Here’s a photo I took of some of the lovely turnip greens that our garden grows. For more about our farm’s vegetable production, check out our garden manager’s blog, Sustainable Market Farming: Intensive Vegetable Production on a Few Acres. Pam published a book about her experiences growing food for our community. It’s interesting to read about the gardening aspect of the veggies I’m cooking with!
It took me about a month to realize that my previous post, Rutabagas & Turnips, was a love letter about Rutabagas that actually didn’t include any turnip-specific recipes! But the last few weeks the garden has been harvesting lovely turnips & turnip greens, so I’ve remembered a few of my favorite turnip recipes.
I can understand that turnips are an acquired taste (somewhat unpopular, bitter to some), but for me they have a fascinating, curious, slightly variable earthy taste that bounces around my palate between bitter and sweet. On the taste bud palate of the tongue, sweet and bitter are on opposite ends. Highlighting those flavors with sour, salty, or umami can tie the flavor together and balance out the bitterness.
Turnips Roasted to Perfection
Wash your turnips, trim off the ends, and chop them into 1-inch cubish pieces. Mature (larger) turnips might have a thick skin to peel off like rutabagas, while younger (smaller) turnips are tender and thin-skinned enough to not need peeling. Toss the turnip cubes with a light drizzle of oil, salt & pepper. Place in a single layer on a greased baking sheet pan, and roast in a 350-degree oven for about 25-35 minutes. There is an ideal level of doneness to watch for, when the turnips have softened on the inside, and caramelized & browned on the outside, before they’re burnt, that creates such a heavenly flavor!
Sauteed Turnips with their greens
Another classic way to serve turnips well is to combine them with turnip greens, if you can find them still attached, or otherwise fresh. Turnip greens by themselves have a strong bitter taste that, at least to me, is not unpleasant, but sharp – a bit like arugula, a radish-y flavor.
Trim the greens, wash thoroughly, and chop into 1-inch strips. Wash the turnip roots, trim off the ends, and chop into half-inch cubes. Heat a skillet, drizzle a bit of oil first and then add the turnip root chunks. They’ll need substantially longer to cook than the greens, so give them a 10 minute head start. Cover the skillet for a couple of minutes to help steam-cook and soften the turnips, stirring occasionally. When the turnip cubes are mostly softened and starting to brown slightly, add in salt & pepper, and then the greens. Saute, stirring, until the greens have softened, about 3 minutes (if they’re taking a while to soften, add a couple spoonfuls of water into the pan and cover for a minute). I like the greens to still have plenty of green color, effectively garnishing their white root. To give this dish some extra flavor, I recommend adding a sprinkle of lemon juice (or red wine, but not both) to the skillet towards the end of cooking.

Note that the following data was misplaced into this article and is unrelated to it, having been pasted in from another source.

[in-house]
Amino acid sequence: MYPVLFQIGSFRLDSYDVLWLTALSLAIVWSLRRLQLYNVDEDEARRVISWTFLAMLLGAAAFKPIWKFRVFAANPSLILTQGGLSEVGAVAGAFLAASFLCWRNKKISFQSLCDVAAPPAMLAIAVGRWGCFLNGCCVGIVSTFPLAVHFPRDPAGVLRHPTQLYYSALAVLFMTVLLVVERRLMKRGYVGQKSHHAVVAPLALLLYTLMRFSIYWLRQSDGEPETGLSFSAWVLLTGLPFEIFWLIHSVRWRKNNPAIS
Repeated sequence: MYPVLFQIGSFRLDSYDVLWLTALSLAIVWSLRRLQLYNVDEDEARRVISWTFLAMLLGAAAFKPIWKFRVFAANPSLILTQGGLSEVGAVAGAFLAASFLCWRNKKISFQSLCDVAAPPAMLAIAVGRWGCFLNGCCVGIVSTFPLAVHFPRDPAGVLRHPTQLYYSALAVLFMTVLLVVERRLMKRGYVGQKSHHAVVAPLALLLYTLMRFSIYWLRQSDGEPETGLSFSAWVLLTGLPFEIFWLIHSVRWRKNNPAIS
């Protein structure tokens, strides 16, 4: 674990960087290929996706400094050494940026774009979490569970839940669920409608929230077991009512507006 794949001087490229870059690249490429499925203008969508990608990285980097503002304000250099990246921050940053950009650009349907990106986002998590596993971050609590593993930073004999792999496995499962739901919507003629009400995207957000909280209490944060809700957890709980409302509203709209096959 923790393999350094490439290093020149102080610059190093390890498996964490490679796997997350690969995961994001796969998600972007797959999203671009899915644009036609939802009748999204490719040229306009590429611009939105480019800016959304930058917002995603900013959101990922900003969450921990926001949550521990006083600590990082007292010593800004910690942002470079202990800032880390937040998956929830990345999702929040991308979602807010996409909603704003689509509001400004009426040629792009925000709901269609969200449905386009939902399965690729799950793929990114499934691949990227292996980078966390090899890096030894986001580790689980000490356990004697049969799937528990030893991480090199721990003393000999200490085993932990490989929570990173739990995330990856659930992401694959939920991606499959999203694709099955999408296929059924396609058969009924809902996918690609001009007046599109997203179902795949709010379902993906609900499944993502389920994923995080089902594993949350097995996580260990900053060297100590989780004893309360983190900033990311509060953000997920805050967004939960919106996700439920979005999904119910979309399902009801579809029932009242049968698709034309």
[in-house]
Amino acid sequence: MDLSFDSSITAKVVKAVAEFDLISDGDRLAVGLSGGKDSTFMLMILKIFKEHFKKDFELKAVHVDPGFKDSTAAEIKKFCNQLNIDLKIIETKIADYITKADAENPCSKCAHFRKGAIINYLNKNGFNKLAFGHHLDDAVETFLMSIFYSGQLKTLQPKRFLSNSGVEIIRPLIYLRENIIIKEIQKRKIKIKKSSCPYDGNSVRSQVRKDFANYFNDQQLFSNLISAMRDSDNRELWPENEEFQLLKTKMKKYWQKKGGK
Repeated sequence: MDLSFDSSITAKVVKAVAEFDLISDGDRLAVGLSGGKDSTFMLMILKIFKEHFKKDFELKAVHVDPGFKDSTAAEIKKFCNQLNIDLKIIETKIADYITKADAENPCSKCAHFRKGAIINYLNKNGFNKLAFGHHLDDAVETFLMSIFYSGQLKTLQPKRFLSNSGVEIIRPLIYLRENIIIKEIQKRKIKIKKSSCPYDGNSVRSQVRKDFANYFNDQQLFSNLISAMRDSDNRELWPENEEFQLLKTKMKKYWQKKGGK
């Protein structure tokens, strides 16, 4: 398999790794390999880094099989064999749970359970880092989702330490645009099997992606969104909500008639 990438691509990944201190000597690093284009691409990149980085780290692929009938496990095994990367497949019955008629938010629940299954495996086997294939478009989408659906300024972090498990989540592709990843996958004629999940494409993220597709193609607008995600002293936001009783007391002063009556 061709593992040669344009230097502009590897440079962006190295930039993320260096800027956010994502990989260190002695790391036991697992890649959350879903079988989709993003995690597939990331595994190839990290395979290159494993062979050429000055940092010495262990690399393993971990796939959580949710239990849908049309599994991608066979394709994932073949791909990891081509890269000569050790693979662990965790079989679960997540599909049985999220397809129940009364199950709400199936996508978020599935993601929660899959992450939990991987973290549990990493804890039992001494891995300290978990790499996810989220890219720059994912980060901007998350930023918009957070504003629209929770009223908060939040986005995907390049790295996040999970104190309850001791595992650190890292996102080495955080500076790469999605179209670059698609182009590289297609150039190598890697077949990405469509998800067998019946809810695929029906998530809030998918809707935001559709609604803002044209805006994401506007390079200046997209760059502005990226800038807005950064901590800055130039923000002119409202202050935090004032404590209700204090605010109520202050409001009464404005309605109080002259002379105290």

Boiled turnips with fresh lemon & cilantro
Wash and chop turnips (either cubes or slices would do). Place them in a pot with water an inch higher than the level of the turnips. Boil until tender but not mushy, testing with a fork, and drain. Wash & chop one bunch of cilantro. Zest a fresh lemon, and squeeze the fresh juice over the turnips. Add salt & pepper, a drizzle of olive oil, & the chopped cilantro, & mix. The lemon & cilantro add a great kick to compliment the kick of the turnip’s taste.
Deep-fried Turnip slices
When in doubt, deep-fry it. I really like how deep-frying changes and softens the flavor of turnips. They’re especially good dipped in soy sauce with a couple slices of ginger root.
Use your favorite batter – I usually do a light, tempura-like batter with flour & cornstarch. Dip very thin slices of turnip into batter, letting some excess batter drip off. Drop into hot oil to cook for about 5-10 minutes, until the crust is crisp and golden and the turnip has softened.
A note about deep-frying setup: make sure it’s safe – as in, use a pan with at least 4 inches of height in case of splatter etc. Don’t over-fill with oil – you only need about 2-3 inches of oil to fry in, maximum. Use an oil with a higher smoke point, like canola, peanut, safflower, or (heaven forbid) lard. Pre-heat the oil on medium-high (you may need to turn down later if it’s smoking a lot). Keep an eye on the oil, and test the heat by placing your hand about two inches above the oil – when it starts to get uncomfortably hot, test the oil with a drop of batter – does the batter just sink sadly (not ready), or does it quickly sizzle and float? When you believe the oil’s ready, drop a tester slice in and see how it does. When it cools, taste it, and modify your methods as needed.